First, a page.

World Immunization Week will be observed April 24-30. Most all of us who follow the news have probably heard or read the recent headline stories that 2019 is shaping up to be a very bad year for measles in the United States. This completely preventable disease was eradicated in 2000 but has made a startling comeback in the past decade. More people have gotten measles in the first three months of 2019 than in all of 2018. It’s not just the U.S. that has outbreaks. Measles is making a global comeback.

One and a half million children die each year from diseases, like measles, that could have been prevented by a vaccine. This is because, shockingly, one in five children in the world still lacks access to the basic childhood vaccines we take for granted here in the United States.

Great strides have been made over the last decade to give more families access to immunizations for their children. According to the World Health Organization, “Measles vaccination resulted in a 80 percent drop in measles deaths between 2000 and 2017 worldwide.” We cannot stop now and lose the significant gains we’ve made. This is a problem with a solution…so we must act!

In addition to the moral and humanitarian impact, giving children around the world access to immunizations increases global and our national security. Today’s world is so interconnected that these deadly diseases don’t stop at borders, as demonstrated by recent measles outbreaks. For every $1 spent on childhood immunizations, you get $44 in economic benefits. That includes saving the money that families lose when a child is sick and a parent can’t work.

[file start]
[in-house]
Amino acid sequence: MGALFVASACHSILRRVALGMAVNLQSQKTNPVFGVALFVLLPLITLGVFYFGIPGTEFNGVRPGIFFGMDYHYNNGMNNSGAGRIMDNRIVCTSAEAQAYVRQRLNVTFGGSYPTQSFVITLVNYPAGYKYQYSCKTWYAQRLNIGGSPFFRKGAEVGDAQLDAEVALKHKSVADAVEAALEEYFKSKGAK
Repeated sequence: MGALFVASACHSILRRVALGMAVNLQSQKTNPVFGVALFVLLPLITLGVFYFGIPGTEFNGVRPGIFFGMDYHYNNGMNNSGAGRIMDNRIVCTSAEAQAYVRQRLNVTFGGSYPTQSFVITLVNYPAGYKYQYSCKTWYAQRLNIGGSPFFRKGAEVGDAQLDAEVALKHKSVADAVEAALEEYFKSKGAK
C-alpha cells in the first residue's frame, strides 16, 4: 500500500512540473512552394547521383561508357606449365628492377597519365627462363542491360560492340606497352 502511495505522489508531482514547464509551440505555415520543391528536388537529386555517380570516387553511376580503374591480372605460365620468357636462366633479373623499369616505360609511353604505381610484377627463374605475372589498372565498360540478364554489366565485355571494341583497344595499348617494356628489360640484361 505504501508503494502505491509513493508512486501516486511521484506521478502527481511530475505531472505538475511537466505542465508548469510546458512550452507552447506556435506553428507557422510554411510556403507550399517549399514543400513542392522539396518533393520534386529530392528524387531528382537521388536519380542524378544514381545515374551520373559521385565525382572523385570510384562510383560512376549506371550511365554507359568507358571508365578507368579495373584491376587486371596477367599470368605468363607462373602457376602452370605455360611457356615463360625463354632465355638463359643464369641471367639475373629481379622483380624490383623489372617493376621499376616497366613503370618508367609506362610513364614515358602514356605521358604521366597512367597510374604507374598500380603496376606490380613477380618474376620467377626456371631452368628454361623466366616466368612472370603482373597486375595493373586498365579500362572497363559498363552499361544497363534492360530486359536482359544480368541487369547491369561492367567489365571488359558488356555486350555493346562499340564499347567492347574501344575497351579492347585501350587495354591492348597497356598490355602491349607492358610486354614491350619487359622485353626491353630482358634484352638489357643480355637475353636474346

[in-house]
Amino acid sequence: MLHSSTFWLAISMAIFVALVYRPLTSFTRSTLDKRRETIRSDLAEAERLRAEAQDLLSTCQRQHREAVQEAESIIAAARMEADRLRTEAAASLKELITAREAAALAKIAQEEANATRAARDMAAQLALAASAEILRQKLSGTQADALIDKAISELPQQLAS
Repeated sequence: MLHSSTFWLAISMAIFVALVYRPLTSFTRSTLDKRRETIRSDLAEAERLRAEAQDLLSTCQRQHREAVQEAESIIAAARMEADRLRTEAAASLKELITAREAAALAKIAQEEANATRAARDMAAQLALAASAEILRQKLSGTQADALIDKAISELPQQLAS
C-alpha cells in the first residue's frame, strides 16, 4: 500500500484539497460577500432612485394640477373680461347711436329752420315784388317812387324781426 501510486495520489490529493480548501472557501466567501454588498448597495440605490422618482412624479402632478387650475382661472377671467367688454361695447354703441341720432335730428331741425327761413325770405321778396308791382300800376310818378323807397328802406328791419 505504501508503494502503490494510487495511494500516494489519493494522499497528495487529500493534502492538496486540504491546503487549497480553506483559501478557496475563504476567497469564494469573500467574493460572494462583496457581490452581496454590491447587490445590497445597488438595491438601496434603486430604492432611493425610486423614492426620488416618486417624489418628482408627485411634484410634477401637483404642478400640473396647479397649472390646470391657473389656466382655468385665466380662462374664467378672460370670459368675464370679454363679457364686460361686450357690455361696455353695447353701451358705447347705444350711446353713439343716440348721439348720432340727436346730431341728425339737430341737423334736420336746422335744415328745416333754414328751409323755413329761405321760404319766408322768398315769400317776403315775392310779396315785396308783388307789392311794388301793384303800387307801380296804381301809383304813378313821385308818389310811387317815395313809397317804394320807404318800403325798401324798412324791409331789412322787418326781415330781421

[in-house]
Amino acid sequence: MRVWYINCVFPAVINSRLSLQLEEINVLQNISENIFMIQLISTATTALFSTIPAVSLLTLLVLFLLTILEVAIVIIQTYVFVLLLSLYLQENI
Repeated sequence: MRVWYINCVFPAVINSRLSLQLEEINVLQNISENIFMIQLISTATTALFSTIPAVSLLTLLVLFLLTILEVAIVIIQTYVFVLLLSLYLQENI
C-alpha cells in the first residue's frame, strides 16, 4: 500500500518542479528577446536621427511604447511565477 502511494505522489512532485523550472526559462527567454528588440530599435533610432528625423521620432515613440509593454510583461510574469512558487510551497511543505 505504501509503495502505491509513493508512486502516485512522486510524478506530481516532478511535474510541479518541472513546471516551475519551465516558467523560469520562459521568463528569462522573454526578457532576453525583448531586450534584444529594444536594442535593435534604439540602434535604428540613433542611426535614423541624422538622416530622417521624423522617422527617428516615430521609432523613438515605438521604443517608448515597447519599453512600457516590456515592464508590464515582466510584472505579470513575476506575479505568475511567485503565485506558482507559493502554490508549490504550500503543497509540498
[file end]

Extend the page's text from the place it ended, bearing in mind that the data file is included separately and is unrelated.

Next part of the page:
The United Nations Foundation’s Shot@Life campaign is asking U.S. legislators to help reduce vaccine-preventable childhood deaths around the world by providing adequate funding for global vaccine programs.

Once again this year, as a volunteer Shot@Life Champion I urge you to contact the offices of Congressman Butterfield and Senators Burr and Tillis. Please ask them to prioritize and even strengthen funding for global vaccine programs through partners such as the United Nations, Gavi (the Vaccine Alliance), CDC, and USAID.

We all have a stake in the outcome, and parents around the world will sleep more soundly knowing their children are protected. 

LINDA BROWNE

GFWC Warrenton Woman’s Club member

Macon